By Mark Burton and Carolyn Kagan (@SteadyStateMcr)
For some years now, Greater Manchester has been trying to agree a grand plan for land use: the Spatial Framework. The Greater Manchester Combined Authority (GMCA), and other bodies, including Manchester City Council, have promoted a model based on highly specialised zones, for retail, commerce, warehousing and logistics, housing and amenity, the whole dependent on moving people and goods around quickly via roads, motorways and public transport links, all assuming high levels of “economic growth”. Opposition has focused on the housing models and on the erosion of green space, in the green belt and elsewhere. We know what we are against, but do we know what we could have instead?
An alternative model.
In an attempt to bridge this apparent gap we recently ran a workshop. 25 people came, including campaigners on environment and urban living. Some were professionally involved in these questions and all were interested and/or active citizens. We introduced practical work with some provocations about how other cities and towns are “doing things differently”. We then set two challenging tasks. The first was to draw pictures of an ideal city region in 2038, focussing variously on mobility, green and blue spaces, energy reduction, resilience to climactic shock, housing and population change, and work. The second task was to write a ‘letter from the future’ explaining how this future had been achieved.
These tasks generated lively discussion and a great deal of material. We took this away and produced a composite “letter from the future” that both describes a credible future city region in 2038, and how we got there.
Key ideas include:
The polycentric city region.
This draws on two main sources. Firstly some of the ideas of the garden city movement, combining the best of town and country to create healthy communities with opportunities to grow food, strong cultural, recreational and shopping facilities in walkable, vibrant, sociable neighbourhoods, varied local jobs within easy travelling distance of people's homes. Secondly, the more recent concept of the twenty minute neighbourhood, as developed in Portland and adopted in Melbourne. It's a simple idea, neighbourhoods in which we can all get the goods and services we need within a twenty minute walk of our house.
A more localised economy.
We have long argued, and continue to, that we should rebalance the economy by providing for more of our needs, as feasible, locally, rather than depending on carbon-intense and potentially vulnerable globalised supply chains. This would also include more locally sourced food, energy and money for needed investment
The bioregional idea.
The boundaries around the idea of Greater Manchester and conurbations called ‘City regions’ are arbitrary and not inevitable. If we are interested in blurring the boundaries between town and country, and in creating a more sustainable and localised economy, then it makes sense to include the hinterland of the conurbation – the ‘eco-region’. This is, in essence, what the bioregional concept is about.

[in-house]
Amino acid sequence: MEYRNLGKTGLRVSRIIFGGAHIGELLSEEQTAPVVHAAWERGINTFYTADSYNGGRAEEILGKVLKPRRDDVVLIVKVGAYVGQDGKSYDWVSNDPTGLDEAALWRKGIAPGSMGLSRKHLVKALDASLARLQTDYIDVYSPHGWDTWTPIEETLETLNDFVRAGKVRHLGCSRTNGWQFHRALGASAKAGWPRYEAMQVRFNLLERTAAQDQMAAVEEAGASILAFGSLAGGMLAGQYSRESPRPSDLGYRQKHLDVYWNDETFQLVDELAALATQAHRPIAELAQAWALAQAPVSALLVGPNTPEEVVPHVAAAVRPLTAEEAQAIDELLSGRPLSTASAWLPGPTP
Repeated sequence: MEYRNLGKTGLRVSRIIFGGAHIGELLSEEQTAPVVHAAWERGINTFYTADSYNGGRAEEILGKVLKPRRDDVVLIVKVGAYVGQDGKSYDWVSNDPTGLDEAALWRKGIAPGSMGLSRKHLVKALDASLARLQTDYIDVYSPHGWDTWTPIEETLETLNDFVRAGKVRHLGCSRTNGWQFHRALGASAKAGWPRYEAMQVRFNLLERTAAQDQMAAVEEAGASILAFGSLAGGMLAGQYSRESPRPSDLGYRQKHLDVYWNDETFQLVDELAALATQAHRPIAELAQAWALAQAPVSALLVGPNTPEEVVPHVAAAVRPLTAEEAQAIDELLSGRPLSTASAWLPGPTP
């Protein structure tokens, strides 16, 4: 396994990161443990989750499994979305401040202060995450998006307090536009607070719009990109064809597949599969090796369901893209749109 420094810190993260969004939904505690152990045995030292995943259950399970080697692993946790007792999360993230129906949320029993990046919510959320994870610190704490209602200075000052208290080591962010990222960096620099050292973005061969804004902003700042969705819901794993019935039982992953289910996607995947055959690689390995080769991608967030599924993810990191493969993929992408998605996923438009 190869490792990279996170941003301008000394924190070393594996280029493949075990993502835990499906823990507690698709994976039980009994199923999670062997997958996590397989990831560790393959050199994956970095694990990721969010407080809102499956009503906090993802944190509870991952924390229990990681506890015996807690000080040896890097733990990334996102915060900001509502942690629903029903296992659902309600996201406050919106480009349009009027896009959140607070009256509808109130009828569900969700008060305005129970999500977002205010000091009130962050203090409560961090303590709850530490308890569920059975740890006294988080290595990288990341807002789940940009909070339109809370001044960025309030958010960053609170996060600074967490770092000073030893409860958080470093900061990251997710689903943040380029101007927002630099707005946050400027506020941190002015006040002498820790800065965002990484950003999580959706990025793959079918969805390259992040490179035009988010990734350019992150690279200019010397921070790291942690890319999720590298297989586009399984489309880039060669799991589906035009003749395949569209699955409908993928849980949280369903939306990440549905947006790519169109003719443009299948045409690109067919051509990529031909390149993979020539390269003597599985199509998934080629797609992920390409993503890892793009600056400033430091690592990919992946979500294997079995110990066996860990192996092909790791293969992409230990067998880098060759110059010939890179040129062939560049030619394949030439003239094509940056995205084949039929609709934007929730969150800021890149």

Our alternative model envisages a lower-energy and zero-emissions Greater Manchester, where private motoring and aviation are greatly minimised, domestic heating is emission-free, and so on, and we indicate the kinds of differences in everyday life that zero carbon entails.
It is not primarily about housing, although we do mention an increase in social housing, the leading role of social housing providers in decarbonisation, and the increasingly likely population displacements both locally and from further afield. We suggest an increase in sharing between households, a key strategy for living better with lower consumption of materials and energy, and also a way of reducing material poverty. However, the overall design of settlements has profound implications for housing provision, and in particular we question the current emphasis on building high rise flats in the urban core, in any case likely to become unviable as the bubble of speculative finance for construction collapses.
The change process.
Our letter also suggests how Greater Manchester was able to fundamentally change its economic and social model. We suggest a coming together of factors, including current moves towards carbon reduction, emerging moves to displace car travel with active travel and public transport, and some of the alternative perspectives already present. These are catalysed by the gathering climate crisis, with severe impacts here, and by changes at governmental level, here and nationally, partly in response to that challenge and to the broader social, political and economic crisis. Some ways in which different sectors could work together are explored, for example on decarbonising domestic heating and guaranteeing homes that are warm enough but not too hot.
This is just one plausible future and one path to it. More dystopian futures are at least as likely but by working and struggling together, we can achieve something much better for our region. For that to happen, we need to have a broadly shared idea of what we actually want, and our work is a contribution to developing that alternative. We'd be interested to know what you think.
You can read our Letter from 2038 here: https://steadystatemanchester.net/2020/03/02/peoples-spatial-framework-a-letter-from-the-future/
11 March 2020